This is the title of a great post on The Washington Post’s “Wonkblog” (see here) that I saw last month (yes, it has taken me, um, a while to put this up on Historicalness.com…good thing I’m not covering breaking news). Their post was made even better since it had a graph:

stock_wlf

What we can see is that since the late 1980s, the top 1% wealthiest households have consistently held about 40% of the stock market wealth.

And for those same 25 years, the top 10% have consistently held about 80% of stock market wealth.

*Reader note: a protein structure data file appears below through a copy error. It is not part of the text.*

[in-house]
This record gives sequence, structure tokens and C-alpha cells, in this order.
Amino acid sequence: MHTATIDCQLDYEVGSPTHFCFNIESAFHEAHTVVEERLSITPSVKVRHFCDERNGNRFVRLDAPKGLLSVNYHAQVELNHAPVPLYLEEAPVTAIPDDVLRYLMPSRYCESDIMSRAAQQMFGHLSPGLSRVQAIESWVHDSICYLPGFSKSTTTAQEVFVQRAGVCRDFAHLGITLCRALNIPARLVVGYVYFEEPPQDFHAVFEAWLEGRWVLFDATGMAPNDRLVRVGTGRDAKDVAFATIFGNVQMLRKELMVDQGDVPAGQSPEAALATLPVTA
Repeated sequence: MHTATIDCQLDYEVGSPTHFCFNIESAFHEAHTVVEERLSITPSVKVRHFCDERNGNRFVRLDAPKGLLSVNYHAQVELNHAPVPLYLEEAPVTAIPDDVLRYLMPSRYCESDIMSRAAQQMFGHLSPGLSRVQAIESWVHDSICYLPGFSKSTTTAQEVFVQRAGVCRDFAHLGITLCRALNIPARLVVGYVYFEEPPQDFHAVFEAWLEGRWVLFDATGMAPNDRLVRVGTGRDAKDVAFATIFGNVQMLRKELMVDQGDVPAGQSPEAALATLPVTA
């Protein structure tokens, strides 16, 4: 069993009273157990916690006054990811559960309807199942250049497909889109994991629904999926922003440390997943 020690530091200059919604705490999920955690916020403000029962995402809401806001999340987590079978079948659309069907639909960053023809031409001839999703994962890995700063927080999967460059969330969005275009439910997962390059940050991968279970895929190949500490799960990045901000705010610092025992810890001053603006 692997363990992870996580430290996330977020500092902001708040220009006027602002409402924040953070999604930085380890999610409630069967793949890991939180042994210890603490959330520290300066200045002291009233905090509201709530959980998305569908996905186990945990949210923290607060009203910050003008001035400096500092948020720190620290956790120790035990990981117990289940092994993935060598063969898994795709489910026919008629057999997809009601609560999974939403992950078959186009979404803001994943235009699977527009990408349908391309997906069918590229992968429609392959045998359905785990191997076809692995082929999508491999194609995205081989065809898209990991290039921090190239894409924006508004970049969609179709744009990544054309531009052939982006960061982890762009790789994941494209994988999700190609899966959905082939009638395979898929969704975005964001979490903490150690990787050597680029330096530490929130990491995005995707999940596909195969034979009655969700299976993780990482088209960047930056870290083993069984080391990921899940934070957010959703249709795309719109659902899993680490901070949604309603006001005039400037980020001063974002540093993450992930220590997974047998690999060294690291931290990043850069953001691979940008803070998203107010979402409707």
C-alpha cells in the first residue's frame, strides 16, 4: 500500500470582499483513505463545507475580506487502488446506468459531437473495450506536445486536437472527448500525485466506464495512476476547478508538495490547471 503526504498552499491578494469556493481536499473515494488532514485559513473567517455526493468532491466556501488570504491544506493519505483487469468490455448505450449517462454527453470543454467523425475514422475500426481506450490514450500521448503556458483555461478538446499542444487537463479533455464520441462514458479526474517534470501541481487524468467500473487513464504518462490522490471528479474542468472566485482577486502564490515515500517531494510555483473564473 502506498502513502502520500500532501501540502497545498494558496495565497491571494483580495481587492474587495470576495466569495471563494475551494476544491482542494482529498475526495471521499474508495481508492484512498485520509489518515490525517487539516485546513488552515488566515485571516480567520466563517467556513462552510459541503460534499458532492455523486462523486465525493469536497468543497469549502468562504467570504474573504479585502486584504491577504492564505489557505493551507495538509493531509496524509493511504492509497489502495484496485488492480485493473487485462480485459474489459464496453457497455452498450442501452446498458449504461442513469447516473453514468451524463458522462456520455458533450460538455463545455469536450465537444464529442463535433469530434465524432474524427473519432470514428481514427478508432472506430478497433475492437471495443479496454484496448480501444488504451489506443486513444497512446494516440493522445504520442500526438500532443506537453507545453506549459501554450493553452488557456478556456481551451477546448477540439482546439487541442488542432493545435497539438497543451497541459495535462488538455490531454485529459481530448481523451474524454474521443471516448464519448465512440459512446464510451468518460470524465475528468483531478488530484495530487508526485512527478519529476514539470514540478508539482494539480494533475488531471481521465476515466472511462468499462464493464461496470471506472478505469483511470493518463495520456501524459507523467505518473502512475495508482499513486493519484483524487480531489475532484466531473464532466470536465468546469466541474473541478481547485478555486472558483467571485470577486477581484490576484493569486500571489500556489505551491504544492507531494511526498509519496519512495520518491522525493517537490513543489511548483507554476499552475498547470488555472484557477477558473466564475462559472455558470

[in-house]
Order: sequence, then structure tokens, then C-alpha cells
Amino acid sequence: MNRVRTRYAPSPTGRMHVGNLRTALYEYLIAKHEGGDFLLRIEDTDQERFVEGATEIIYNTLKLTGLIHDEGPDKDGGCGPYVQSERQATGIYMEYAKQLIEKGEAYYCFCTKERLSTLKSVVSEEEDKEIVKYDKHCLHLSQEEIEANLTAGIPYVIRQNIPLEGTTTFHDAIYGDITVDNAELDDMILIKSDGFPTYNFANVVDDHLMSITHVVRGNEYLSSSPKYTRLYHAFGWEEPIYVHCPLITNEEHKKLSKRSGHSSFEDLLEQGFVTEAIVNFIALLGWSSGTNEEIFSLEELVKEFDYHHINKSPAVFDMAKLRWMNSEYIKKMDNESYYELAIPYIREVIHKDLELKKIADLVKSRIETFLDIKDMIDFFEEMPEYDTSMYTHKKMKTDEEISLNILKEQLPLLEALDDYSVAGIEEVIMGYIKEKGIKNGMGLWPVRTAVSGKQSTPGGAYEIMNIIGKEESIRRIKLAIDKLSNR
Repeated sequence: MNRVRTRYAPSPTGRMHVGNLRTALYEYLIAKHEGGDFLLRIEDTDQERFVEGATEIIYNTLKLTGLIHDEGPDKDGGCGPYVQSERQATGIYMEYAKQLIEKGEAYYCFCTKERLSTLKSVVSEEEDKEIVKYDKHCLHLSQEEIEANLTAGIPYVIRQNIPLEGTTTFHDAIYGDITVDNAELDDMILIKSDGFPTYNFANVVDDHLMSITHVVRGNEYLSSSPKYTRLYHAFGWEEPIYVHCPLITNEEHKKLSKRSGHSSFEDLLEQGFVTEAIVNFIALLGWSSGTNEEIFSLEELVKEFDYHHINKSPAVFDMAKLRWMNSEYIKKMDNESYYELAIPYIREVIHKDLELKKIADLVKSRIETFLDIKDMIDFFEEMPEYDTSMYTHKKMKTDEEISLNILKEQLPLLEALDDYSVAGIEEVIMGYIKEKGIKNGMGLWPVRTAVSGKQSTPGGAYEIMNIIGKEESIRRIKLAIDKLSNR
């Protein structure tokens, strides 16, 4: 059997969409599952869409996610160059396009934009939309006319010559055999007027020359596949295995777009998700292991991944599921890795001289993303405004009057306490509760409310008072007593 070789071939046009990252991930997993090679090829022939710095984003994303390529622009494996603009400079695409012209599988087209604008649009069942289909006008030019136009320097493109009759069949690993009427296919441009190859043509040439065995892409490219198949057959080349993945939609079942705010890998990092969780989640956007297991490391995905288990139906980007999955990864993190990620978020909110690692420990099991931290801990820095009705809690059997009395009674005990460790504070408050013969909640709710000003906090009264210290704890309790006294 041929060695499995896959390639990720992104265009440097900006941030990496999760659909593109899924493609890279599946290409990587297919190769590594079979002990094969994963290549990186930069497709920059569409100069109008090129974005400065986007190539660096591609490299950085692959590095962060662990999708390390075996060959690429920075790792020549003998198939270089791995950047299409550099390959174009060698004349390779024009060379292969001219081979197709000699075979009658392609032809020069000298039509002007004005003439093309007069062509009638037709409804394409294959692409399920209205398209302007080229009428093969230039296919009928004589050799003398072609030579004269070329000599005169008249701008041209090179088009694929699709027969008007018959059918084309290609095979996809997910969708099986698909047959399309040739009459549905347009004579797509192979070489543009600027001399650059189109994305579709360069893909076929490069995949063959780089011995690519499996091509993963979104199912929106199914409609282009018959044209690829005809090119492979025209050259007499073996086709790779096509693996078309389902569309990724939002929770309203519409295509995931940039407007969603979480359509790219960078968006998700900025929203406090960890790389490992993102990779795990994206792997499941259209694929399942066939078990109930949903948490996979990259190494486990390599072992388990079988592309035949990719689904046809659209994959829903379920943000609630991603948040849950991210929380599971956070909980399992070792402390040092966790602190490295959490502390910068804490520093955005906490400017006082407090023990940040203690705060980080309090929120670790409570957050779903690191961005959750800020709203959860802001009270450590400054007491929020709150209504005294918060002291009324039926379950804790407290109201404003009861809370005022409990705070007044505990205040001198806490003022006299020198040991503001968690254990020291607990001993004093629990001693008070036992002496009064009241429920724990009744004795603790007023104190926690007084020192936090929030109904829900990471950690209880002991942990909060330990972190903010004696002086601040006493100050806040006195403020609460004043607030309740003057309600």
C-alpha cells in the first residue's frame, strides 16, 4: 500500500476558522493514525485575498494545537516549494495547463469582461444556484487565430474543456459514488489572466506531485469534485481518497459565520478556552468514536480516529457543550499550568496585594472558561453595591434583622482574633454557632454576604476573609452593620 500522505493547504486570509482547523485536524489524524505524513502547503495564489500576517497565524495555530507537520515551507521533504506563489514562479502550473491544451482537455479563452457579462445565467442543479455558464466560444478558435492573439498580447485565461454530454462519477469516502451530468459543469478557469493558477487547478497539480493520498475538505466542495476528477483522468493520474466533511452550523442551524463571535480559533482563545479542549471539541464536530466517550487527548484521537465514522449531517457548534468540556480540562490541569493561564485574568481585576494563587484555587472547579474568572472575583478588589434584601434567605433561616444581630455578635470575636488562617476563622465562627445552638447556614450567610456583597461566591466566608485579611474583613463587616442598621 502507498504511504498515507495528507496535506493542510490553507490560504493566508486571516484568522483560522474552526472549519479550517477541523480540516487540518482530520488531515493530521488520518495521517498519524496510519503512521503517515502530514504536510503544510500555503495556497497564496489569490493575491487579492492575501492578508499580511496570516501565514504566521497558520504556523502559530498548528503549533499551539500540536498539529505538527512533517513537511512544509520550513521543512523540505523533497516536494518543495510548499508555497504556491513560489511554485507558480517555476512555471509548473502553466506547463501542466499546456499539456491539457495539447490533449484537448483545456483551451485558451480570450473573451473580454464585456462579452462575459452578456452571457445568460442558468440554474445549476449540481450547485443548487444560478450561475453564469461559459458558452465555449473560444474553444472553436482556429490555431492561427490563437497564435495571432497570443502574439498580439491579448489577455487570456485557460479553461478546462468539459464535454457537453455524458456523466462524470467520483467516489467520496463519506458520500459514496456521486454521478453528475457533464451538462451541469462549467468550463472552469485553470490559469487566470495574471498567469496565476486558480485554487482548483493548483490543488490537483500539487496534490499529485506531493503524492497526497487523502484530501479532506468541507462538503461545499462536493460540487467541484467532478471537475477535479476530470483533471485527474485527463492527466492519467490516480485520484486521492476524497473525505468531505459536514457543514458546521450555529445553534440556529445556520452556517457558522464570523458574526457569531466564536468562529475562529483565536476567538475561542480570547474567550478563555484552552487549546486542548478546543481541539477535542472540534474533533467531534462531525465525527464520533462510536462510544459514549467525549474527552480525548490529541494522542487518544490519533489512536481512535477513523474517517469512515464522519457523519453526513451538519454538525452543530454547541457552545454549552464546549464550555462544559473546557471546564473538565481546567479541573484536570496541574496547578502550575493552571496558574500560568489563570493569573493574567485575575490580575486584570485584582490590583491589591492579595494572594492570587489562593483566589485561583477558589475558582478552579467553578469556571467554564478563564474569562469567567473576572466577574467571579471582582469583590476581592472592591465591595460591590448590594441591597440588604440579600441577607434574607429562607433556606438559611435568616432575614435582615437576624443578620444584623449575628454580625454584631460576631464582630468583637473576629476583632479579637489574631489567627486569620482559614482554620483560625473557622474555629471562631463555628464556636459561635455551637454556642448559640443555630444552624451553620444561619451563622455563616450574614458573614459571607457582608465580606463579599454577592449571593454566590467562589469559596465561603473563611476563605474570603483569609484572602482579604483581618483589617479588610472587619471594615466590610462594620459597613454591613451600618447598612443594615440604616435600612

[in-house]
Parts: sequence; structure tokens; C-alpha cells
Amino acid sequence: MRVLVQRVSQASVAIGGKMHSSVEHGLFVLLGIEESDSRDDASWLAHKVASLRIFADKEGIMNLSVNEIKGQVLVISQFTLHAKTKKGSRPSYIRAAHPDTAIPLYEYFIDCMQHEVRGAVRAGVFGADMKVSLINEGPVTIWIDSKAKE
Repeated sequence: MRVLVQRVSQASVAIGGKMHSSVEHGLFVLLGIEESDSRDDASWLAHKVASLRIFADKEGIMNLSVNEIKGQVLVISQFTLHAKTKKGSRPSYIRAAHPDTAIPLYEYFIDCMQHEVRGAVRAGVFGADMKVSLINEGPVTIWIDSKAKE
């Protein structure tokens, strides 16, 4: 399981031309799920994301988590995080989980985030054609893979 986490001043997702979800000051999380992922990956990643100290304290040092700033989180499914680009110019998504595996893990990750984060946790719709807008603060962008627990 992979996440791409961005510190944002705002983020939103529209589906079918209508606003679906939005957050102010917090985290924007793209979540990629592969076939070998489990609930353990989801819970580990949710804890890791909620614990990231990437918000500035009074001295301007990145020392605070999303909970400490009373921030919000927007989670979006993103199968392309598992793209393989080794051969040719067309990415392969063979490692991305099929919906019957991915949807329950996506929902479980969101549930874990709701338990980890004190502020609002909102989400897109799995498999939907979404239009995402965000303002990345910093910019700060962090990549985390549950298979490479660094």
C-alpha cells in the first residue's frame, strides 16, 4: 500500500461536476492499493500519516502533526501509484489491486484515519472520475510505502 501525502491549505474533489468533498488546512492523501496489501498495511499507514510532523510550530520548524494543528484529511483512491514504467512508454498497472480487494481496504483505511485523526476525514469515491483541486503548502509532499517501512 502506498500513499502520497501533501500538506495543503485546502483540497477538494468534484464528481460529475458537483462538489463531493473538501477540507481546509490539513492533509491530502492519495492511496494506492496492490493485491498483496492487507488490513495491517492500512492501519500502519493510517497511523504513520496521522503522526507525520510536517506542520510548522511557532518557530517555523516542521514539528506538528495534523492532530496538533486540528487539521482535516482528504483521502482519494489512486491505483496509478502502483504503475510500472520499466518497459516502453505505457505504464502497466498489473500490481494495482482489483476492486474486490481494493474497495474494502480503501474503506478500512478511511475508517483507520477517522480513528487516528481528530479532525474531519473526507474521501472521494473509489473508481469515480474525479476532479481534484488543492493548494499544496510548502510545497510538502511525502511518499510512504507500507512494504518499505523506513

As Wonkblog notes, even though “about 52 percent of Americans own at least some stock, mostly in their 401(k)s,” those holdings are tiny compared to the average holdings of the wealthiest households, which are the ones that benefit disproportionately to a stock market increase.

On Friday, the S&P 500 closed at 1,582, just below its all-time high.  The stock market has had a dramatic rebound since its late 2008 / early 2009 depths.  Here’s a chart showing the S&P’s growth since 1950:

S&P500_(1950-12)

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